Sounds like you have some great options available for you. GOOD LUCK, and I’ll be watching you closely! *wink*

Stupid Cupid

Advice provided by Rhonda Stapleton, author of the amazing STUPID CUPID

Send your ASK MY SISTER letters to and receive a free signed bookmark

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Dear Roz,

You’re a girl after my own heart, so I’m just gonna lay it on the line for you. There’s this guy that I’ve had a major crush on for forever, but we’ve been best friends for so long that I don’t even think he consider me a girl anymore. I’m worried that if I tell him, he’s going to be totally grossed out and then it’s going to screw up our friendship.

Plus, he’s really into this snotty, rich girl who, I kid you not, looks like she just stepped out of Twlight, or True Blood, or one of those other sexy goth shows. Not that she would give him the time of day. She’s way to shallow to ever appreciate him or his talent. But every time he starts mooning over her, I want to punch him in the mouth.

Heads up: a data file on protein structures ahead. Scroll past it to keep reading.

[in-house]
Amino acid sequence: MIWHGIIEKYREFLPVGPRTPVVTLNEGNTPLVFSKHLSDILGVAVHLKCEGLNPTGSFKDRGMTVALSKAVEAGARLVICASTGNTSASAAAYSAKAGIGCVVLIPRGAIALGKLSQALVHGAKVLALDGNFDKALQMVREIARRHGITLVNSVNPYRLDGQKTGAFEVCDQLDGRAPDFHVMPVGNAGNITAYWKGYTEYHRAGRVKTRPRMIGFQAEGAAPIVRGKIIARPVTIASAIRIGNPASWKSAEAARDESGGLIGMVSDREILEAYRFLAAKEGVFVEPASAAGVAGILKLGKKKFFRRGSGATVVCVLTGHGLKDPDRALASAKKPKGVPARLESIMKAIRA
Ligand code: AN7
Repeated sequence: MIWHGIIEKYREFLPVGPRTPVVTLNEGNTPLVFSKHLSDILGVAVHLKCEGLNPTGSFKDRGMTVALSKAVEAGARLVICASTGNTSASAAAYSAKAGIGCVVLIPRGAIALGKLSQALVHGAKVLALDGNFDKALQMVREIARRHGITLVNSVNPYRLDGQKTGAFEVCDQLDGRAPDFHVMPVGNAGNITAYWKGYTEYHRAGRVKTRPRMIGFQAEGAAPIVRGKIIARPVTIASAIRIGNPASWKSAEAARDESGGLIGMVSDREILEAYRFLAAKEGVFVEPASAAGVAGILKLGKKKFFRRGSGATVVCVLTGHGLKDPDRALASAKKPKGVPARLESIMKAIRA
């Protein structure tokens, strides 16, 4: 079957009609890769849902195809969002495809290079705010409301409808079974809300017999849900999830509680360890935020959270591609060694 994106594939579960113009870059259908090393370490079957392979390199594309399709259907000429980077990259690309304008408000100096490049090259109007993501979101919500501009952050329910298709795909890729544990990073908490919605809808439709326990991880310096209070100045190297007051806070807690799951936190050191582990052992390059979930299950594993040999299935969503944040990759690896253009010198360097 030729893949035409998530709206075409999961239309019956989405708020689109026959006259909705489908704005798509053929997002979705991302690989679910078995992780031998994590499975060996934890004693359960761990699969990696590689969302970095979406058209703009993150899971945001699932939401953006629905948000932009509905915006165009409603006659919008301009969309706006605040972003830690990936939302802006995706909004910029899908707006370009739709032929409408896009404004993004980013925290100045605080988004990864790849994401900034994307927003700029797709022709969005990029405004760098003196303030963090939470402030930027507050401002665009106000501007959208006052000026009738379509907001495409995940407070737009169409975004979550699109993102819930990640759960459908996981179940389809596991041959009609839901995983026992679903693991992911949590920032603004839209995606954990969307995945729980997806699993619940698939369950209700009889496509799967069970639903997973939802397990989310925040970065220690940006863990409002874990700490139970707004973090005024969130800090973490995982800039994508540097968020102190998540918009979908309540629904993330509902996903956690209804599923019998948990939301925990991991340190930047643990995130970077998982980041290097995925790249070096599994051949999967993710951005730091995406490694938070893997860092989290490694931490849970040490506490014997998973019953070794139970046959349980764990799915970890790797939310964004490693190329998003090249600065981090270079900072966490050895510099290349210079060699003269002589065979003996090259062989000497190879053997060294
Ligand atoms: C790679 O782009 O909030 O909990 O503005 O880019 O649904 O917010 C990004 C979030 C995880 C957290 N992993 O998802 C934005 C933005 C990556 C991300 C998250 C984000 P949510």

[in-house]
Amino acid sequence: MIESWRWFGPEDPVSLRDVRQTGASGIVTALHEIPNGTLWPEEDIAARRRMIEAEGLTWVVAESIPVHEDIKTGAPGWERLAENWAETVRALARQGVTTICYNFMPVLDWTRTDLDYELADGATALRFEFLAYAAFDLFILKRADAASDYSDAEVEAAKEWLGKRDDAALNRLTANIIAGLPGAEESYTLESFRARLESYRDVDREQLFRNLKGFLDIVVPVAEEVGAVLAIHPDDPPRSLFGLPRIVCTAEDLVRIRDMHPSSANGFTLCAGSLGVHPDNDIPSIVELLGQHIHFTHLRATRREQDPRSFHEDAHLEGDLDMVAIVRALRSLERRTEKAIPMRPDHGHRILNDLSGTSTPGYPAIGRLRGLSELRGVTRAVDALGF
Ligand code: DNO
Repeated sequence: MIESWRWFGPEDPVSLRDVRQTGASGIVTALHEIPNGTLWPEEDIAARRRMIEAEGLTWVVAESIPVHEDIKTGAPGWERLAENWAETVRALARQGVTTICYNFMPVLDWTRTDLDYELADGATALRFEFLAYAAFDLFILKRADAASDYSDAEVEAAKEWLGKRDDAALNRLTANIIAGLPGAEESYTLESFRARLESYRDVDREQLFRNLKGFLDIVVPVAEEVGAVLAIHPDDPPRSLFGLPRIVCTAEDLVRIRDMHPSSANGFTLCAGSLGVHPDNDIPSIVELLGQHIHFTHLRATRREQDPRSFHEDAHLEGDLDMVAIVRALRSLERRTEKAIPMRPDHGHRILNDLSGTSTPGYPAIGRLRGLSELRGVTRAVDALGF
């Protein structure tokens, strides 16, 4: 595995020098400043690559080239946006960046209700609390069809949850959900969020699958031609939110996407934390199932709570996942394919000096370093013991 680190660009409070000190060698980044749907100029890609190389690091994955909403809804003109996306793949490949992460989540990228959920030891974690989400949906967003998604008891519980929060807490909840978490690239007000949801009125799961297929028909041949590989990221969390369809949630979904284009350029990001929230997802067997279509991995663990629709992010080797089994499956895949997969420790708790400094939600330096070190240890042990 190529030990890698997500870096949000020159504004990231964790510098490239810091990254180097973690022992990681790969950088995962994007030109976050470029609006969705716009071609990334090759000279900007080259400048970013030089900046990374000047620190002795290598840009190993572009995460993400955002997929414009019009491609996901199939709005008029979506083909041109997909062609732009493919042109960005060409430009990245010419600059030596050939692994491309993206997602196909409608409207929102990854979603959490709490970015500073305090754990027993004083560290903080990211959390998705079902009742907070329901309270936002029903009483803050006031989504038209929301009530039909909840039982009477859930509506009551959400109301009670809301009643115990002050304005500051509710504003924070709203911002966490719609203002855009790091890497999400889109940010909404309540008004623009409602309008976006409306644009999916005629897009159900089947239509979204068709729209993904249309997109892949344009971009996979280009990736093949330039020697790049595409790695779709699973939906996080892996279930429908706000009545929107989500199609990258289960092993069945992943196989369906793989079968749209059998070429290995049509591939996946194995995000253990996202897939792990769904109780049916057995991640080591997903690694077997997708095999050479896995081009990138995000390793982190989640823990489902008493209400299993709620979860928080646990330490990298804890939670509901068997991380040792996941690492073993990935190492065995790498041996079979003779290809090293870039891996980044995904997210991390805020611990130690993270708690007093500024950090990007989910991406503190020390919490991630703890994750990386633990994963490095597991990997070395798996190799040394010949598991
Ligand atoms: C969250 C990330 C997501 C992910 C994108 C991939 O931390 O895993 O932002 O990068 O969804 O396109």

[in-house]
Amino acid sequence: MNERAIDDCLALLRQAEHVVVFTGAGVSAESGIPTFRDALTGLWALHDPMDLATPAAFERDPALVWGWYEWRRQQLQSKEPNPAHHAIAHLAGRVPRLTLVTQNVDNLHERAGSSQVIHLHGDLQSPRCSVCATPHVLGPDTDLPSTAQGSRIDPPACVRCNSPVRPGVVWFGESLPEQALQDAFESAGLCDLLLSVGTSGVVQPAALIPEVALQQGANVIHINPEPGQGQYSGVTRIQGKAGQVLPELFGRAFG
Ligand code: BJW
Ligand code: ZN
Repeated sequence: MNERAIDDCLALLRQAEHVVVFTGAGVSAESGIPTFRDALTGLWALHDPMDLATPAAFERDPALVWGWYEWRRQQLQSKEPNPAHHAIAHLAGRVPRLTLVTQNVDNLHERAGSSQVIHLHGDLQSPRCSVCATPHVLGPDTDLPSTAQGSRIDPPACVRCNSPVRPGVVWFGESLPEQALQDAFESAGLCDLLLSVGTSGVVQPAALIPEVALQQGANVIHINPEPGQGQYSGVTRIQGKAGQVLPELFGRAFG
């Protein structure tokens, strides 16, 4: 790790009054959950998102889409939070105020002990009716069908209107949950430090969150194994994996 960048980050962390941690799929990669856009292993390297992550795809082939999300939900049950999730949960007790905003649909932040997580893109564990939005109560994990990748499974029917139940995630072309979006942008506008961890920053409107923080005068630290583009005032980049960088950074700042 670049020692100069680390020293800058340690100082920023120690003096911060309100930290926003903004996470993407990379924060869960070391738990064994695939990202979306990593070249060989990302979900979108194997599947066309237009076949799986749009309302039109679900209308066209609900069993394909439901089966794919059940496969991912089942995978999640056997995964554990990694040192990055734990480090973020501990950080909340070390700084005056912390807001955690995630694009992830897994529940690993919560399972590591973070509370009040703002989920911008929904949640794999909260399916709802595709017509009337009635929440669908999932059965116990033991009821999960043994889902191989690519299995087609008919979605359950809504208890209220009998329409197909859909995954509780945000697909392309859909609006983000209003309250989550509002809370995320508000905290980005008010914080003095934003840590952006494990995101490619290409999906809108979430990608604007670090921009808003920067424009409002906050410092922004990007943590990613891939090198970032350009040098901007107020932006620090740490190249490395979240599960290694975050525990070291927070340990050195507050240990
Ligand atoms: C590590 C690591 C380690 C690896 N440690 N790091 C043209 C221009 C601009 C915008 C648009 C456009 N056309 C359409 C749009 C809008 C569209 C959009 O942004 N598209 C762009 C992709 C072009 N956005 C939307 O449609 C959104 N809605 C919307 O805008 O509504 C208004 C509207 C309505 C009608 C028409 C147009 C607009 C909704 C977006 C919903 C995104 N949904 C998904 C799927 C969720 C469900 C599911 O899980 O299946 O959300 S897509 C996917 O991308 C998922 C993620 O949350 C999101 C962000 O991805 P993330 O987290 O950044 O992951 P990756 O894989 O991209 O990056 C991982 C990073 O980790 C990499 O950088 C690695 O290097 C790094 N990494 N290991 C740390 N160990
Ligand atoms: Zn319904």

So what do you think? Should I:
a.) tell him
b.) punch him in the mouth
c.) punch her in the mouth
d.) all of the above


Dear Fiver,

Rule number one. There is no point trying to understand boys (or girls for that matter). When it comes love, they’re incomprehensible. Rule number two. I’m all for punching people who are annoying or oblivious. But it rarely works out well.

Eva would tell you to talk to him. Talking can be a good thing. In my experience, though, it doesn’t always work out. The last time I told a boy how I felt, he kept his girlfriend and tried to have me on the side. Of course, your crush might be nobler than my crush. Nah. I doubt it.

Have you tried more subtle hints—dressing girly when he’s around? Doing something special with your hair? You can mention some guy that’s interested in you. Jealousy is an excellent motivator. Just don’t go overboard. You don’t want to end up like poor Desdemona in Othello. Slain.

Good luck!

Letter courtesy of Jon Skovron, author of STRUTS AND FRETS.

Send ASK MY SISTER letters to and receive a signed My Invented Life book mark.

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Dear Eva,

I’ve never had a girlfriend before, and I think I might be doin’ it wrong.

Let’s call my girl Miss Taken. (Get it? She’s my girlfriend, so she’s taken.) Anyway, Miss Taken is really cool and funny and pretty in a quiet-but-hot way, and she has this great belly laugh. I LOVE to make her laugh. On the other hand … do not make her mad! I forgot to call her one time after I said I would, and whoa. Not good. So my first question is: how often am I supposed to call/text my girlfriend? I mean, yeah, she’s awesome, but sometimes I need to spend time with my boys.